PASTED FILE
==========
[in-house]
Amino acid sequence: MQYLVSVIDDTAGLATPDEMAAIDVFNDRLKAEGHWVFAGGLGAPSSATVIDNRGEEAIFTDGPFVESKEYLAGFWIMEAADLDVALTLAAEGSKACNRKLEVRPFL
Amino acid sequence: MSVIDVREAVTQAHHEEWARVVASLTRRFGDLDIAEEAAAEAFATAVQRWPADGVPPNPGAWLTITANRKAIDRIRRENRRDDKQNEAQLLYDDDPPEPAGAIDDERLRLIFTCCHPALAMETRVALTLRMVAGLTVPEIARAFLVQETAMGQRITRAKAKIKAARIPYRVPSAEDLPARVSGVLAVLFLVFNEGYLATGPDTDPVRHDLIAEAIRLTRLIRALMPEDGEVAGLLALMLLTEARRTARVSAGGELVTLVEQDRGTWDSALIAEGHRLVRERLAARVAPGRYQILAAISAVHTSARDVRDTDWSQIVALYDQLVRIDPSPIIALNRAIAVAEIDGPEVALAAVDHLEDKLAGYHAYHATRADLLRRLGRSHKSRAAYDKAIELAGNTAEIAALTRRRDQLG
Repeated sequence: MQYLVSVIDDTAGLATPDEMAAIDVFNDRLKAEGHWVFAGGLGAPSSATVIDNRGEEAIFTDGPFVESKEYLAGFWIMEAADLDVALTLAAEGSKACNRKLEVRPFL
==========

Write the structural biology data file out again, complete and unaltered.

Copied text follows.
[in-house]
Amino acid sequence: MQYLVSVIDDTAGLATPDEMAAIDVFNDRLKAEGHWVFAGGLGAPSSATVIDNRGEEAIFTDGPFVESKEYLAGFWIMEAADLDVALTLAAEGSKACNRKLEVRPFL
Amino acid sequence: MSVIDVREAVTQAHHEEWARVVASLTRRFGDLDIAEEAAAEAFATAVQRWPADGVPPNPGAWLTITANRKAIDRIRRENRRDDKQNEAQLLYDDDPPEPAGAIDDERLRLIFTCCHPALAMETRVALTLRMVAGLTVPEIARAFLVQETAMGQRITRAKAKIKAARIPYRVPSAEDLPARVSGVLAVLFLVFNEGYLATGPDTDPVRHDLIAEAIRLTRLIRALMPEDGEVAGLLALMLLTEARRTARVSAGGELVTLVEQDRGTWDSALIAEGHRLVRERLAARVAPGRYQILAAISAVHTSARDVRDTDWSQIVALYDQLVRIDPSPIIALNRAIAVAEIDGPEVALAAVDHLEDKLAGYHAYHATRADLLRRLGRSHKSRAAYDKAIELAGNTAEIAALTRRRDQLG
Repeated sequence: MQYLVSVIDDTAGLATPDEMAAIDVFNDRLKAEGHWVFAGGLGAPSSATVIDNRGEEAIFTDGPFVESKEYLAGFWIMEAADLDVALTLAAEGSKACNRKLEVRPFL